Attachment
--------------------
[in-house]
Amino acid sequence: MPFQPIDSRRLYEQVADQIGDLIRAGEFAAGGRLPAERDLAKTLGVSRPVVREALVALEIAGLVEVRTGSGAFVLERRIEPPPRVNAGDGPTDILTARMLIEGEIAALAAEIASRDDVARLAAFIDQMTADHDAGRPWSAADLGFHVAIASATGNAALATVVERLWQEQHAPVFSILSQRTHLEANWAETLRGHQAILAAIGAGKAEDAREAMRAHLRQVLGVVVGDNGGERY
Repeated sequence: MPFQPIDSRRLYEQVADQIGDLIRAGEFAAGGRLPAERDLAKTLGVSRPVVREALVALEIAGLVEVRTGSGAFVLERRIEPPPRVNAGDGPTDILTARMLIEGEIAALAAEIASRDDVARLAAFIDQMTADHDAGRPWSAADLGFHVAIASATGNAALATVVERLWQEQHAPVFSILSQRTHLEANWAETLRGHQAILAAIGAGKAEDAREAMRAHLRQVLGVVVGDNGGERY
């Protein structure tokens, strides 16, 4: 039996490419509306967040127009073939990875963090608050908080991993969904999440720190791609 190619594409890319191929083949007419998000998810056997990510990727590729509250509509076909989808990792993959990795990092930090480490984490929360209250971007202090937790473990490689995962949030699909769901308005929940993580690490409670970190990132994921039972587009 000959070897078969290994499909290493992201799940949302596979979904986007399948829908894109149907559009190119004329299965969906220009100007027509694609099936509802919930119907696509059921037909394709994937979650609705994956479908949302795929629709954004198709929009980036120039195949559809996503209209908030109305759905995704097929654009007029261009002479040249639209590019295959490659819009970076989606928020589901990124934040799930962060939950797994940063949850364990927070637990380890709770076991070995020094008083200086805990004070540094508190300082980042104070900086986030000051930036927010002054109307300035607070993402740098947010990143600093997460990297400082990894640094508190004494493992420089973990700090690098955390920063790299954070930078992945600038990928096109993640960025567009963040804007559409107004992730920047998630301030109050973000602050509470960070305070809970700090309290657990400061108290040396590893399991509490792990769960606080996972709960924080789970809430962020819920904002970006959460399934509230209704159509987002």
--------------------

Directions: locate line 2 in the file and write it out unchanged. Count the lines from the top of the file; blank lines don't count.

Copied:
Amino acid sequence: MPFQPIDSRRLYEQVADQIGDLIRAGEFAAGGRLPAERDLAKTLGVSRPVVREALVALEIAGLVEVRTGSGAFVLERRIEPPPRVNAGDGPTDILTARMLIEGEIAALAAEIASRDDVARLAAFIDQMTADHDAGRPWSAADLGFHVAIASATGNAALATVVERLWQEQHAPVFSILSQRTHLEANWAETLRGHQAILAAIGAGKAEDAREAMRAHLRQVLGVVVGDNGGERY